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The Heritage Law Center, LLC Blog

5 Legal Steps to Take When Facing Dementia

POSTED ON: February 13, 2018

Over 5.5 million Americans were living with Alzheimer’s disease in 2017. This included an estimated 5.3 million people age 65 and older and approximately 200,000 individuals under age 65. And Alzheimer’s disease is just one form of dementia.

It’s important to create a plan when you’re in the early stage of dementia. It will help make sure that you and your family will be prepared and it can help you feel empowered because you’re ensuring that your wishes will be met.

  1. Execute powers of attorney. A durable power of attorney lets you identify the person who would be responsible to manage your financial matters if you become incapacitated. A health care proxy (also known as a medical power of attorney) allows you to appoint a person to make health care decisions for you if you cannot do so yourself. These powers of attorney only come into play once you have become legally incapacitated; meaning you no longer have the ability to understand and appreciate the consequences of your actions and to make rational decisions.
  2. Create an advance directive. Also known as a living will, it works in conjunction with a health care proxy by expressing your wishes as to how your designated agent should proceed in certain specific circumstances, such as how and when you wish to receive medical treatment in the event of a terminal illness.
  3. Create or update your will. If you don’t have a will that designates how your assets will be distributed upon your death, you need to create one. If one exists, check it over for any necessary updates to beneficiaries or the addition of any assets acquired after the original will was made. You should also review any trusts you have.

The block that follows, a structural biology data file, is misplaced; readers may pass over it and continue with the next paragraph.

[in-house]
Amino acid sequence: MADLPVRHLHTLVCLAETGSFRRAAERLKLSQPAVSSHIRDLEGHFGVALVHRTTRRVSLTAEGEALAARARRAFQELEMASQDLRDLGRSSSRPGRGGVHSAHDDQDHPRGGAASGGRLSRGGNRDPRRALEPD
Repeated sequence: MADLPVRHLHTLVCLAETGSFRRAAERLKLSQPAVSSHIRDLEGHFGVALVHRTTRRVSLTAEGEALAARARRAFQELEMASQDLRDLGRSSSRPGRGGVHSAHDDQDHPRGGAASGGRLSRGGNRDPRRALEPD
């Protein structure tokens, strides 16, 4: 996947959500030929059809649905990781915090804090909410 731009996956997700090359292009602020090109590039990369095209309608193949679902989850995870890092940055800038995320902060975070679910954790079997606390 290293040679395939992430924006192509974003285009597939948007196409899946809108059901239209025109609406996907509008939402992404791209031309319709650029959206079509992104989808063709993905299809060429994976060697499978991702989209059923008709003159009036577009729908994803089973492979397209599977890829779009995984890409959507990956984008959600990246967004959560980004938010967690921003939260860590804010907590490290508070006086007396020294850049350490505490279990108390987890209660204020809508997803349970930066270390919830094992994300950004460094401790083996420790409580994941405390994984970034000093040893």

4. Create an estate plan. Asset preservation is usually critical for those diagnosed with Alzheimer’s or other forms of dementia. An estate planning attorney can help preserve assets for future long-term care.
  5. Develop long-term care strategies. Look into long-term care options that will be available to you like in-home help or residential homes where you can get the care you need. You may decide to start planning for MassHealth (Medicaid in MA), apply for MassHealth benefits, and investigate home options. We help people develop long-term care strategies so we can walk you through the process and help make it easier for you.

Once diagnosed, have a conversation with your family about your decisions for your care. Let them know where important documents are stored. As part of your legacy planning, we can help you capture and pass on your own story and wishes for your loved ones.

Do it sooner rather than later. Alzheimer’s and other dementia diseases are progressive illnesses, so put these protections in place quickly for you and your loved ones.

Contact us at mkarr@maheritagelawcenter.com or 617.299.6976 to set up a meeting so we can prepare you and your family for the future and make sure that your wishes will be met.